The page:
— Gallantry - Dizain des Fetes Galantes • James Branch Cabell

... northern suburb of London. On approaching his house, I found it, so far as outward appearance went, excessively dirty and neglected, but in no other respect different from the "villas" in its neighborhood. The front garden door, after I had rang twice, was opened by a yellow-faced, suspicious old foreigner, ...
— After Dark • Wilkie Collins

... air was now so cold from a copious fall of dew that we were obliged to resort to our blankets and cloaks for warmth; but with the sun the mercury rose from 80 to 88 and 90 degrees; and the morning being quite calm became excessively sultry. ...
— Narrative of a Survey of the Intertropical and Western Coasts of Australia - Performed between the years 1818 and 1822 • Phillip Parker King

... retarded. She ought to have begun laying within forty-six hours, but the weather was cold, and she did not lay; which proves, as we may cursorily remark, that refrigeration of the atmosphere is the principal agent that suspends the laying of queens during winter. I was excessively impatient to learn whether, on the return of spring, she would prove fertile, without a new copulation. The means of ascertaining the fact was easy; for the entrances of the hives only required contraction, so as to prevent her from escaping. She was confined from the end of October ...
— New observations on the natural history of bees • Francis Huber

... rendered the more necessary by the fact that in July last Professor Lowell published in the Philosophical Magazine an elaborate mathematical article claiming to demonstrate that, notwithstanding its much greater distance from the sun and its excessively thin atmosphere, Mars possessed a climate on the average equal to that of the south of England, and in its polar and sub-polar regions even less severe than that of the earth. Such a contention of course required to be dealt with, and led me to collect information bearing upon ...
— Is Mars Habitable? • Alfred Russel Wallace

... prepossession which the constant mention of it as a dialogue between Horace and Lydia makes it difficult to avoid, the Ode commends itself merely as a piece of graceful fancy. Real feeling is the last thing one looks for in two such excessively well-bred and fickle personages as the speakers. Their pouting and reconciliation make very pretty fooling, such as might be appropriate in the wonderful beings who people the garden landscapes of Watteau. But ...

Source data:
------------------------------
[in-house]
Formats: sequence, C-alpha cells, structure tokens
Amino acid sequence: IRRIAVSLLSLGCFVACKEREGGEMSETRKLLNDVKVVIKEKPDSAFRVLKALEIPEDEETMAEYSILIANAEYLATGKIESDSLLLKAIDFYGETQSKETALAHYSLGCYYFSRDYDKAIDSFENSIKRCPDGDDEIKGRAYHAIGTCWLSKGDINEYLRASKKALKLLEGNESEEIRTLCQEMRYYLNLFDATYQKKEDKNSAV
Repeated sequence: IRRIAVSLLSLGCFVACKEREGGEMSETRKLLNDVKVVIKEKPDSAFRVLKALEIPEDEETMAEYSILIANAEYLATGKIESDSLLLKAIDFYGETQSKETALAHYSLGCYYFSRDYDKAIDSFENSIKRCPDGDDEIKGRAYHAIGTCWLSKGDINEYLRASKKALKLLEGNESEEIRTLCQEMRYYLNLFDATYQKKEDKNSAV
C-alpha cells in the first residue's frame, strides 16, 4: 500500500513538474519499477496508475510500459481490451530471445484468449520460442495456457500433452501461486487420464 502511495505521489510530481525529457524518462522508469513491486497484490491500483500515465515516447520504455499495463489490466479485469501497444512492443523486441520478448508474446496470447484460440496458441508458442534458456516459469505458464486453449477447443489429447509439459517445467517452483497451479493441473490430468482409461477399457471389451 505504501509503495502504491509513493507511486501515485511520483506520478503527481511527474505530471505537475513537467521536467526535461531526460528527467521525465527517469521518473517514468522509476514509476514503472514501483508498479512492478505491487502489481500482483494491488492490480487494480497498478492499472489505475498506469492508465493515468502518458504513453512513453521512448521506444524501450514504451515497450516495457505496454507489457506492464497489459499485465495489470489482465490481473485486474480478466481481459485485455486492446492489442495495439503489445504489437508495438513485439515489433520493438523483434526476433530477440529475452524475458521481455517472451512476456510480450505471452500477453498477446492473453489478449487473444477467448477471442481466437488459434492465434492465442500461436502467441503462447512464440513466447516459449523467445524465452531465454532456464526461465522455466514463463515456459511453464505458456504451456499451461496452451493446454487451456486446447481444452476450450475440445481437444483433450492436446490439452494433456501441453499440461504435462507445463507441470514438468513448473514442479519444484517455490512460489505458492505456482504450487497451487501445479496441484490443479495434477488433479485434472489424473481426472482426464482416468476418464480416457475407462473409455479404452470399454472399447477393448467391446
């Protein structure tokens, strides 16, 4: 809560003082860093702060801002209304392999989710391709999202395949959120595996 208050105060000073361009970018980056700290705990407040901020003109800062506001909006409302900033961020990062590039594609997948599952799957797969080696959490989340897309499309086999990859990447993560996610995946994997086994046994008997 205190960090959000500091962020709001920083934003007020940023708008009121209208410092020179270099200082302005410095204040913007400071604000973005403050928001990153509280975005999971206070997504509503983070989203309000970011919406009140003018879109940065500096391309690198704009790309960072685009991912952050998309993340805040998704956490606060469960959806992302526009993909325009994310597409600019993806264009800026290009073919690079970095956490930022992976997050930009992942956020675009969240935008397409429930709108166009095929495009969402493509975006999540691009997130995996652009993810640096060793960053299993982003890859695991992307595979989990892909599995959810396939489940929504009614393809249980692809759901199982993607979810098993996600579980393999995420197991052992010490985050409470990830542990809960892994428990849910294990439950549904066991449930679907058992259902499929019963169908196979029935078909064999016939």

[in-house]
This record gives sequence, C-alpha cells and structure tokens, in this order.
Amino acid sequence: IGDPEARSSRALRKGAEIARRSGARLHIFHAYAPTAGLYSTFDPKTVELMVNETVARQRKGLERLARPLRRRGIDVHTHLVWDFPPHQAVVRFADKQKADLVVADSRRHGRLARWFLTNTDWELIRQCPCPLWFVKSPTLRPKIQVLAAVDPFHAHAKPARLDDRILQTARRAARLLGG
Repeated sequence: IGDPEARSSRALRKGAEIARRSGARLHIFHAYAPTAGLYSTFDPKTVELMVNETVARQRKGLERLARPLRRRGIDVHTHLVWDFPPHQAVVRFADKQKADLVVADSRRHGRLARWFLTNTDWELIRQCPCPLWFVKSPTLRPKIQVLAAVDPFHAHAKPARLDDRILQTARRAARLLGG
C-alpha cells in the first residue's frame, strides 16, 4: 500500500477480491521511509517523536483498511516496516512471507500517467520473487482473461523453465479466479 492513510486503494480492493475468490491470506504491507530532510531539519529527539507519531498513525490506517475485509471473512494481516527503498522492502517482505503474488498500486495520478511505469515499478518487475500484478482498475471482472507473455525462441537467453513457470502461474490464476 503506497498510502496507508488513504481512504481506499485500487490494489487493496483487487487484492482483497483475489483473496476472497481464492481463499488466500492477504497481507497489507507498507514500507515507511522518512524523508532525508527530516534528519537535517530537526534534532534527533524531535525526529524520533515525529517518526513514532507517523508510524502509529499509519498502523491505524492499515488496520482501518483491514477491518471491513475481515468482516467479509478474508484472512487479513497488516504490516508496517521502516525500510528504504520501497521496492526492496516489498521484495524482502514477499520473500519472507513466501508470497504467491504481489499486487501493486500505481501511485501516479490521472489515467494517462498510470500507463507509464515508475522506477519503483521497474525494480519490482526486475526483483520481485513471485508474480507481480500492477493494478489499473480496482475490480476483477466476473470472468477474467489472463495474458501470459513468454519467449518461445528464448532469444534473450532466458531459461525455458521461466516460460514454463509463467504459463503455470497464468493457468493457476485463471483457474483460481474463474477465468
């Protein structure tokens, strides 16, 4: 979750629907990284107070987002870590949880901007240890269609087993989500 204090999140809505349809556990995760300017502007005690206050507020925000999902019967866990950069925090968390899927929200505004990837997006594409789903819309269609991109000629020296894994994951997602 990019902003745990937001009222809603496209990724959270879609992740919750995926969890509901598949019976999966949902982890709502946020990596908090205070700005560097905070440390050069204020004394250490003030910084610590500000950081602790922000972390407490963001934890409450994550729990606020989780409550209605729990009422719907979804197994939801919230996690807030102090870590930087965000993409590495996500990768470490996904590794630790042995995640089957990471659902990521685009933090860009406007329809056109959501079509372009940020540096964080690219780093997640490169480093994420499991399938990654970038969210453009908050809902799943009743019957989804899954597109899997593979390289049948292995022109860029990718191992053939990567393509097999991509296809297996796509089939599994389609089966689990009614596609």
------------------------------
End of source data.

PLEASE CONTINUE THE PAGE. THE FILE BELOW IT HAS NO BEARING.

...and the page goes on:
— Horace • Theodore Martin

... were soon glad to retire, leaving nearly a hundred dead behind them. The Zulus lost about five or six men. It was broad daylight when the Balotsi drew off, and the Zulus could see their enemies massed round them in every direction, and outnumbering them excessively. Both parties paused for a time, each watching the other. The sun rose up over the mountains, the sky was clear as a dewdrop, and a bracing breeze swept down the valley, making music through the quivering reeds. Herds ...
— Kafir Stories - Seven Short Stories • William Charles Scully

... excessively severe, more so, the peasants and charcoal burners they occasionally met with declared, than they ever remembered. The wild animals became tamer, and in the morning when they went out, they frequently found tracks of bears that had been ...
— A Jacobite Exile - Being the Adventures of a Young Englishman in the Service of Charles the Twelfth of Sweden • G. A. Henty

... Paulinum at Leipzig, where he died on the 17th of September 1658. Barth was a very voluminous writer; his works, which were the fruits of extensive reading and a retentive memory, are unmethodical and uncritical and marred by want of taste and of clearness. He appears to have been excessively vain and of an unamiable disposition. Of his writings the most important are; Adversaria (1624), a storehouse of miscellaneous learning, dealing not only with classical but also with medieval and modern writers; and commentaries on Claudian ...
— Encyclopaedia Britannica, 11th Edition, Volume 3, Part 1, Slice 3 - "Banks" to "Bassoon" • Various

... respectable, common bushmen farmers. Too friendly to pay a short call, they came and sat for hours yarning about nothing in particular. This bored my gentle mother excessively. She attempted to entertain them with conversation of current literature and subjects of the day, but her efforts fell flat. She might as ...
— My Brilliant Career • Miles Franklin

... to repeat, is certain, that the style is that truly easy, simple, and natural one, which we should admire in each other authors excessively. Then all the world join in an opinion of the antiquity, and authenticity too, of the book; and the learned are fond of strengthening their different arguments by its sanctions. Indeed, I was so much taken with it at my uncle's, ...
— Clarissa, Volume 7 • Samuel Richardson



Words linked to "Excessively" :   overly, excessive, to a fault